So it’s just this beautiful combination of art meeting facts meeting story meeting investigation and what we have with a feature documentary is this art form that really doesn’t exist with short form docs, or news docs. You really get the opportunity to use music, and pacing, scenery and graphics, and all of these elements come together to really create this feature documentary experience.

Has the film had any direct impact on policy?

Yes. For example in the Defense Authorization act of 2012,  you no longer can join the military if you were convicted of sexual assault or rape - in your past you could, shockingly. The only waiver there really was for people who had committed a murder. But you know not to be to nepotistic but the bill had been written by my mother [Senator] Barbara Boxer [D-CA] and it is called the “Boxer Amendment”. The bill had been floating around for years and she couldn’t get it passed that rapists shouldn’t be allowed to serve and she credits the film for really telling the stories of these women. And there are thousands of stories of woman who have been raped in the military. And that’s like a huge change right there. And the Military has come out and said look… at the highest levels of the land this is not who we want to be anymore as an institution. So that’s pretty powerful.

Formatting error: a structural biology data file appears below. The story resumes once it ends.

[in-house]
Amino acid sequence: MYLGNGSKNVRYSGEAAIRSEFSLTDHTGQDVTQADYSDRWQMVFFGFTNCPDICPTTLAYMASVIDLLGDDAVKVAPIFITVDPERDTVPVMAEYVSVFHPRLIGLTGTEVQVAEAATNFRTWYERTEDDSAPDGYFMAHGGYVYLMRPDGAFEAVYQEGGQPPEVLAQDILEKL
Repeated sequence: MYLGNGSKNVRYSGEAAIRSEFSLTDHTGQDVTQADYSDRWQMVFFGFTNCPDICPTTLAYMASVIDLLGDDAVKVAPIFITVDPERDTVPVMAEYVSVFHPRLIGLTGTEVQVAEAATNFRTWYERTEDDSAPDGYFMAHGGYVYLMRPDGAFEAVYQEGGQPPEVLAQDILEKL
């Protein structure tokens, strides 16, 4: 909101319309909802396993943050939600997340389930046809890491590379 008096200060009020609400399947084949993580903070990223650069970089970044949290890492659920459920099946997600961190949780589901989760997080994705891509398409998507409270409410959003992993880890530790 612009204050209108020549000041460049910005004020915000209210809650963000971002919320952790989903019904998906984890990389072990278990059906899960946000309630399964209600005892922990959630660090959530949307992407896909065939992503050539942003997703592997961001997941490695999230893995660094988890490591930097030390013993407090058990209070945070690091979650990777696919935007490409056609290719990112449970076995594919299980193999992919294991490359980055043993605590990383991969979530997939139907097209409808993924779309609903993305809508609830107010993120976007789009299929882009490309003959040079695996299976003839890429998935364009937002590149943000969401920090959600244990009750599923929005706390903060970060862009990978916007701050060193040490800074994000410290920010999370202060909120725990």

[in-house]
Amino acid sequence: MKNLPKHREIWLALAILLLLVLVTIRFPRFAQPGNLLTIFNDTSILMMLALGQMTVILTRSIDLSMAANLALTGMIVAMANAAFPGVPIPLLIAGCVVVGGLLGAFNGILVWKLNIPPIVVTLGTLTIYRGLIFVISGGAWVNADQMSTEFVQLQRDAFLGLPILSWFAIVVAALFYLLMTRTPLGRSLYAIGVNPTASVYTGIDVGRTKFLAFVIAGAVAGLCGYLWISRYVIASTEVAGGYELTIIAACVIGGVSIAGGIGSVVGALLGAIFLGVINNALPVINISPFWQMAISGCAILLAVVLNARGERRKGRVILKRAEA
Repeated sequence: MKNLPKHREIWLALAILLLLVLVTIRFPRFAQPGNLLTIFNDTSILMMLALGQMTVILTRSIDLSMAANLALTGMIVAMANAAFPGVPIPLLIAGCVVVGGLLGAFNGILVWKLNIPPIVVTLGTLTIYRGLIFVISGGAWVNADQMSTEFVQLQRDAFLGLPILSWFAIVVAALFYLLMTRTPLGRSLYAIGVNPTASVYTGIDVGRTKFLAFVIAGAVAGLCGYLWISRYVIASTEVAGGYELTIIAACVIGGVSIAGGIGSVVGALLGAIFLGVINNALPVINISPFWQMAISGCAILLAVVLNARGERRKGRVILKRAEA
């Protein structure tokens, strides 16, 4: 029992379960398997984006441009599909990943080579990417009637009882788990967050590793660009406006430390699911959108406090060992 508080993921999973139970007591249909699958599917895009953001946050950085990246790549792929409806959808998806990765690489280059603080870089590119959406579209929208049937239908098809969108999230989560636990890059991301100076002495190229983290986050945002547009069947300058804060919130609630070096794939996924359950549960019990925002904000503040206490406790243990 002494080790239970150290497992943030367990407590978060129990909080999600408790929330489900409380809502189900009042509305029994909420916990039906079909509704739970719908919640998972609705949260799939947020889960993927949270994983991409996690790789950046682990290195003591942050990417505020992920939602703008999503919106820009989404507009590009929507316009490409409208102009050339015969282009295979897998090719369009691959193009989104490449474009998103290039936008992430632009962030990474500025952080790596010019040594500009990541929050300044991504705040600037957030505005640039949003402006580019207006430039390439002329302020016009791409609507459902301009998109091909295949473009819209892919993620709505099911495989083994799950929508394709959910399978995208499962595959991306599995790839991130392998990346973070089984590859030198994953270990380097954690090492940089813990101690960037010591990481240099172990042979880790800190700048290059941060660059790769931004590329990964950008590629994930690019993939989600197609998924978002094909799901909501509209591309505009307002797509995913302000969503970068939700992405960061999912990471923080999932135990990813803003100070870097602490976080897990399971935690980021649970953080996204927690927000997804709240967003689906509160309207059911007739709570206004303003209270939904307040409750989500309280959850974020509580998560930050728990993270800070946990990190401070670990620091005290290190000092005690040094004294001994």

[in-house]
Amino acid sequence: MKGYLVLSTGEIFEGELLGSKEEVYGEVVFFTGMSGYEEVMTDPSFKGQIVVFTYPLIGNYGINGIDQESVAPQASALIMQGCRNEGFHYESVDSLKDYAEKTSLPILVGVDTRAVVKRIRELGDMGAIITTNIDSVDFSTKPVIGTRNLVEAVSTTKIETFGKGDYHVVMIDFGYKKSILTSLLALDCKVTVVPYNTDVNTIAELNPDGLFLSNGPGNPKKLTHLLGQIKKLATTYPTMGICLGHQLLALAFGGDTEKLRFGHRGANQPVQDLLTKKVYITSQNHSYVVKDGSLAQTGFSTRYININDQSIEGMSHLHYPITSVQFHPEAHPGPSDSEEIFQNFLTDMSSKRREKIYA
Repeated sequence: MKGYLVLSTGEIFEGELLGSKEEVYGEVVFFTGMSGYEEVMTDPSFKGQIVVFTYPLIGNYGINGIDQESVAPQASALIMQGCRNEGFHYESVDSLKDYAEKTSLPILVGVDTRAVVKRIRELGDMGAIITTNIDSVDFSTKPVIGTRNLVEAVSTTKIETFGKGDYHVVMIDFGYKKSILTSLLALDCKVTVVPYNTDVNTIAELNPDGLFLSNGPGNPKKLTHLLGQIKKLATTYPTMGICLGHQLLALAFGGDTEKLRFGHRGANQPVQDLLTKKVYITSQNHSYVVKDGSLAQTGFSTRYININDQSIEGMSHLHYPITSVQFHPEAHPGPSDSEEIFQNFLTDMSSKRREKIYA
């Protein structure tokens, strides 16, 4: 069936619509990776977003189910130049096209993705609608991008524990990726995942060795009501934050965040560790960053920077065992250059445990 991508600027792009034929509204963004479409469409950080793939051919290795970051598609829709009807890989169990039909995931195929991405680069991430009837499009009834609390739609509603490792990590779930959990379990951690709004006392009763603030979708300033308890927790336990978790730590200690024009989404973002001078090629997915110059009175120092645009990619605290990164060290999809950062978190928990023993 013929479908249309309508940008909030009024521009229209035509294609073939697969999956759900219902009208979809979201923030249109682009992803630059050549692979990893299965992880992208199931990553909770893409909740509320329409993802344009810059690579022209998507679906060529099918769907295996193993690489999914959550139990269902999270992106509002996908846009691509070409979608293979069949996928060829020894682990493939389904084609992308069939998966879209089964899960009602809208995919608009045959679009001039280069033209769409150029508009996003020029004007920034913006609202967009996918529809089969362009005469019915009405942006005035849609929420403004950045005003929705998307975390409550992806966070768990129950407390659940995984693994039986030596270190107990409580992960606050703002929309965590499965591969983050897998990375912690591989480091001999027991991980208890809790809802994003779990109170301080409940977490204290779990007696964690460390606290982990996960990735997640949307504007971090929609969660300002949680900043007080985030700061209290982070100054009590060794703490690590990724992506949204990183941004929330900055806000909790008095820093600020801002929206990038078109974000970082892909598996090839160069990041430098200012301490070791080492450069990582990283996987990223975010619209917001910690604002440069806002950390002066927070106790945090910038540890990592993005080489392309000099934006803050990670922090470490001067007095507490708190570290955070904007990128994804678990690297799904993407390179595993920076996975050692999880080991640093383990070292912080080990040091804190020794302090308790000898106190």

I’m sure the movie has touched a lot of people personally too. I’m sure there are stories of women who felt they were alone and after this comes out feel like there is a community and someone cares. Do you hear a lot about that kind of thing?